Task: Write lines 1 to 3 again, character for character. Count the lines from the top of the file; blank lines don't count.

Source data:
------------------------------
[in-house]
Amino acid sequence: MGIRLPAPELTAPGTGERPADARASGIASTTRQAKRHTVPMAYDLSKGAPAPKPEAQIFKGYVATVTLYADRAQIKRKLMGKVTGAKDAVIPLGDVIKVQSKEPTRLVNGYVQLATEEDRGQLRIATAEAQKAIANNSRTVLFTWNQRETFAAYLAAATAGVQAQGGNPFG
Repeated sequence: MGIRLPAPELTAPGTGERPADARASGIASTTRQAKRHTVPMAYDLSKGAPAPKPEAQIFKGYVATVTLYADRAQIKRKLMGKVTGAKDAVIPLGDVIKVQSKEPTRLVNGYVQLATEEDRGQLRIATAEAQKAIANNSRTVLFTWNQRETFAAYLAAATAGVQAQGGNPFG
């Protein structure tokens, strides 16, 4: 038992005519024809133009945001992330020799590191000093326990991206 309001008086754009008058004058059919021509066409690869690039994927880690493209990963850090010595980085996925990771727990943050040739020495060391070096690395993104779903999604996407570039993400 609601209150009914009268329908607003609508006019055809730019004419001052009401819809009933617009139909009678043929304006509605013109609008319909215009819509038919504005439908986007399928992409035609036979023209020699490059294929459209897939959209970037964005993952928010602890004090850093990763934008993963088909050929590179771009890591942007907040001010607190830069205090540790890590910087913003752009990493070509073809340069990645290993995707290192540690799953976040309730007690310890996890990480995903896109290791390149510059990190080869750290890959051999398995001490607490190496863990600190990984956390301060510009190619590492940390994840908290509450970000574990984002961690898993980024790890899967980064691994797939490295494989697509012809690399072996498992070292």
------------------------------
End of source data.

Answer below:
[in-house]
Amino acid sequence: MGIRLPAPELTAPGTGERPADARASGIASTTRQAKRHTVPMAYDLSKGAPAPKPEAQIFKGYVATVTLYADRAQIKRKLMGKVTGAKDAVIPLGDVIKVQSKEPTRLVNGYVQLATEEDRGQLRIATAEAQKAIANNSRTVLFTWNQRETFAAYLAAATAGVQAQGGNPFG
Repeated sequence: MGIRLPAPELTAPGTGERPADARASGIASTTRQAKRHTVPMAYDLSKGAPAPKPEAQIFKGYVATVTLYADRAQIKRKLMGKVTGAKDAVIPLGDVIKVQSKEPTRLVNGYVQLATEEDRGQLRIATAEAQKAIANNSRTVLFTWNQRETFAAYLAAATAGVQAQGGNPFG